photo size reduction using photoshop

  Kev G 10:13 28 Oct 03
Locked

I want to reduce the size of digital pictures from >1mb to around about 30kb using photoshop or another package.

Anyone know if there a quick, simple way to do this?

  Earthworm 10:37 28 Oct 03

i use photoshop 5, select image>image size from the menu at the top then resize them usually 800 x 640 will bring them down but experiment

  slimpickins 10:44 28 Oct 03

Open image, resave it as a .jpeg.

Open that image, check the kb and work out what % 30kb would be.

Resize to that % useing the instructions above.

  AndyJ 11:09 28 Oct 03

Earthworm and slimpickins are quite right

However, it also depends on what you want to do with the finished article. If you just want to email it or use it on your computer reduce the resolution to around 100dpi. Also, quite a few people have images set at too high a resolution for printing purposes e.g if your printer is only capable of printing a max of 600dpi there's no point scanning/constructing an image at 900dpi - as a rule of thumb you can usually get away with normal printing ata resolution half the size of your max print resolution e.g. 300dpi for a 600 dpi printer.

  Allan-263226 11:15 28 Oct 03

Also if it is a large file and you only want to use it for email or the like you can goto File -> Save for web -> choose the relevant extension (jpg, png, bmp) and export. This will reduce the actual size from 1mb to 100k

  Pesala 12:48 28 Oct 03

Irfan view click here can convert and resize hundreds of photos with a single operation. You will have to work out the optimal setting first. I find that a compression setting of 50 gives fair results for most photographs. 800 x 600 is a convenient size for emailing. The photos on my website click here are all 800 pixels wide and use the 50 setting. The biggest file size is about 60 Kbytes.

click here for some tips on using Irfan View

  Taran 13:47 28 Oct 03

You can batch convert in any mainstream image editor.

Photoshop, the excellent Ulead PhotoImpact, Paint Shop Pro and similar can all batch convert multiple images.

In Photoshop if you resize to the physical dimensions you want your picture to be then select the File, Save for web and follow the prompts it will shrink your image down to a tiny version of its former self while retaining quite crisp image quality.

This saves you manually converting from one format to another, assuming of course that your camera is delivering something other than JPG files to begin with - some don't and will only output to JPG.

The 'Save for web' feature in Photoshop is specifically for keeping vusial detail and colour while reducing file size for page load speeds. There are other ways of doing this in Photoshop but the Save for web feature is possibly the simplest.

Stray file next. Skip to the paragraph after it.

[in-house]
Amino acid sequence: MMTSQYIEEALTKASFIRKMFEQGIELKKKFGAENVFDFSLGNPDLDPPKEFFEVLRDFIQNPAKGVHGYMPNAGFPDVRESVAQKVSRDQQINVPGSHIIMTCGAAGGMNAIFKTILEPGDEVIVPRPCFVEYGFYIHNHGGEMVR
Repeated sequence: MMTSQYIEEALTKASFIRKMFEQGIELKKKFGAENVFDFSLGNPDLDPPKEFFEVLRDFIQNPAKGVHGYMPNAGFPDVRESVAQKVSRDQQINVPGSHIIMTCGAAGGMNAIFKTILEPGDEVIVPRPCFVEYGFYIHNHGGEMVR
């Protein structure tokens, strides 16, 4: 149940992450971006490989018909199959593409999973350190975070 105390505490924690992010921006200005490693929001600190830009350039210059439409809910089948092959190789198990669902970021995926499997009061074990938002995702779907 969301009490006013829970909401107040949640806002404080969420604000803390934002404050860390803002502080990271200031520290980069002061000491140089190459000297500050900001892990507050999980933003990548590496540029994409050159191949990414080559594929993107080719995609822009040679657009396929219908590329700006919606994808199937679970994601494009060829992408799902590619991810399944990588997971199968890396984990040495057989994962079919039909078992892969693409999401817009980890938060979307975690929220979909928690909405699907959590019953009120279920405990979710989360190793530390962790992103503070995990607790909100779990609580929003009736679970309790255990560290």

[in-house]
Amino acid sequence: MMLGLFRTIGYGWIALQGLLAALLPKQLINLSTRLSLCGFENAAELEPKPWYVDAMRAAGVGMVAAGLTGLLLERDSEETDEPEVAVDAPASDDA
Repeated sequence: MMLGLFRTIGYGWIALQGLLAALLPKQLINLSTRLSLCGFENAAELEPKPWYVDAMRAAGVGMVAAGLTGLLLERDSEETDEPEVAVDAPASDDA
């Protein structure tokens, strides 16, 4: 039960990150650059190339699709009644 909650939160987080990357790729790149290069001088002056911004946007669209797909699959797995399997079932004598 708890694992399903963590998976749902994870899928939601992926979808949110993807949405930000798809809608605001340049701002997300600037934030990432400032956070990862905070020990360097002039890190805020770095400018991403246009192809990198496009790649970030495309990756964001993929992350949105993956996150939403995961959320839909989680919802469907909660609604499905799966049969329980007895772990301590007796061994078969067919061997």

You don't say why you need to reduce your images so much, but 30k is starting to get pretty small. Some sepia, black and white and even colour images will look pretty lousy at 500 or 600 pixels wide if their file size is only 30k.

It's a fine line to walk between acceptable image quality and poor quality at the expense of file size.

Pay around and experiment a bit. As long as you keep copies of your original, you can always ditch what you were doing and go back and start over.

Regards

Taran

  hssutton 14:44 28 Oct 03

Taran is quite correct in what he says. this is the sequence for reducing file size of individual images in Photoshop 7.

With the photo open go to "Image"-"Image Size" selct approx 600 pixels, with "Constrain Proportions" selected the other dimension will adjust accordingly. Click on OK. Now select "Save As", type in your file name and in the box below select "Jpeg", click "Save". Another box will open entitled "Jpeg Options", in ths box is a slider, moving this to the left will reduce the file size.
At the bottom of the box you are able to see the actual size in in Kbs, along with the time it will take to upload to the 'net at any given. speed from 14.4 kbps to 2 MBs

  A_World_Maker 14:57 28 Oct 03

I personally use Macromedia Fireworks for any graphics used on the net. It allows you to set the size of the file, and the programme will do what ever it needs to achieve that. You can see what the final result looks like and make adjustments, as you make them in real time. There are far more controls available, including selective compression using masked areas to maintain the quality of important areas. It also has useful batch functions using presets, to all your selected files. I also use Photoshop as well.
Regards

  Taran 17:36 28 Oct 03

I should also have added above that there is a big difference between saving graphics for the web or for print.

If you want to use your images for print then you'll be better off learning how to manually resize and optimise your images, since saving for the web strips an awful lot out of the images.

Images for print must have enough information leftin them to allow clean printing: if you try to print many web graphics at any reasonably high output (on photo paper and at photo quality for example) the results can often be very poor.

Just a point and as I say, I should have included it with my original comments.

T

  Kev G 19:22 28 Oct 03

Thanks for all of your suggestions. I'm trying to save pictures for a web site so they load quickly & look good but can't be subsequently be enlarged then printed out. The jpeg options / slider on photoshop seem to have done the trick very quickly.

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